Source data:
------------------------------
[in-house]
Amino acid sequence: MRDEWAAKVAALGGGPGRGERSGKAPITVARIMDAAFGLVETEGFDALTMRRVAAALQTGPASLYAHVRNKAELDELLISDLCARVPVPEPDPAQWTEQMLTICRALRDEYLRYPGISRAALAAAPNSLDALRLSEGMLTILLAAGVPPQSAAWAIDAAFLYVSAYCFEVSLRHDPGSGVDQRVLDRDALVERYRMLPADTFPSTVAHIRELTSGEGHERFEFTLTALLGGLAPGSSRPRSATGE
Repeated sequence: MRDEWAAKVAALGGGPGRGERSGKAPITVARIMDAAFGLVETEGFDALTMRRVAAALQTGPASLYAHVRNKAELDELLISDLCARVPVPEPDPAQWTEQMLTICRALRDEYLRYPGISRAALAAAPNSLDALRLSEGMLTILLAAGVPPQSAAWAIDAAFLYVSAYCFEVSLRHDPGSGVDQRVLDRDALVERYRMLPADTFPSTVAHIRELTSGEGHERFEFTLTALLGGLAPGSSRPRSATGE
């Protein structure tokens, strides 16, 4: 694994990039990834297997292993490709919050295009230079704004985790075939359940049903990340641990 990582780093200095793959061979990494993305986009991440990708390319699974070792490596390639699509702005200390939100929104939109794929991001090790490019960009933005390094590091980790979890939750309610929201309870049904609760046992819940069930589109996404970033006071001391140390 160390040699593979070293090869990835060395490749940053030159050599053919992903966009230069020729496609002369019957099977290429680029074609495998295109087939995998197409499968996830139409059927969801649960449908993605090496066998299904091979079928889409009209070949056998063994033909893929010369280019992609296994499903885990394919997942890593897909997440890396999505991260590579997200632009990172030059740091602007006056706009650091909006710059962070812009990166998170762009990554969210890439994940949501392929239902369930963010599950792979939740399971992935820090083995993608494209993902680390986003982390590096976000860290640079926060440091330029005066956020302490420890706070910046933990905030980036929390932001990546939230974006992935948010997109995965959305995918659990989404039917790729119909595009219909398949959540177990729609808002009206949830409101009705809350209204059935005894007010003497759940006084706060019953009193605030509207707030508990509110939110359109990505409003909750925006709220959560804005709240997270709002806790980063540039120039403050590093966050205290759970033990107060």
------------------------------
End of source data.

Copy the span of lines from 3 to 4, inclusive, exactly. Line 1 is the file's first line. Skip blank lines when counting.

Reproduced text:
Repeated sequence: MRDEWAAKVAALGGGPGRGERSGKAPITVARIMDAAFGLVETEGFDALTMRRVAAALQTGPASLYAHVRNKAELDELLISDLCARVPVPEPDPAQWTEQMLTICRALRDEYLRYPGISRAALAAAPNSLDALRLSEGMLTILLAAGVPPQSAAWAIDAAFLYVSAYCFEVSLRHDPGSGVDQRVLDRDALVERYRMLPADTFPSTVAHIRELTSGEGHERFEFTLTALLGGLAPGSSRPRSATGE
């Protein structure tokens, strides 16, 4: 694994990039990834297997292993490709919050295009230079704004985790075939359940049903990340641990 990582780093200095793959061979990494993305986009991440990708390319699974070792490596390639699509702005200390939100929104939109794929991001090790490019960009933005390094590091980790979890939750309610929201309870049904609760046992819940069930589109996404970033006071001391140390 160390040699593979070293090869990835060395490749940053030159050599053919992903966009230069020729496609002369019957099977290429680029074609495998295109087939995998197409499968996830139409059927969801649960449908993605090496066998299904091979079928889409009209070949056998063994033909893929010369280019992609296994499903885990394919997942890593897909997440890396999505991260590579997200632009990172030059740091602007006056706009650091909006710059962070812009990166998170762009990554969210890439994940949501392929239902369930963010599950792979939740399971992935820090083995993608494209993902680390986003982390590096976000860290640079926060440091330029005066956020302490420890706070910046933990905030980036929390932001990546939230974006992935948010997109995965959305995918659990989404039917790729119909595009219909398949959540177990729609808002009206949830409101009705809350209204059935005894007010003497759940006084706060019953009193605030509207707030508990509110939110359109990505409003909750925006709220959560804005709240997270709002806790980063540039120039403050590093966050205290759970033990107060």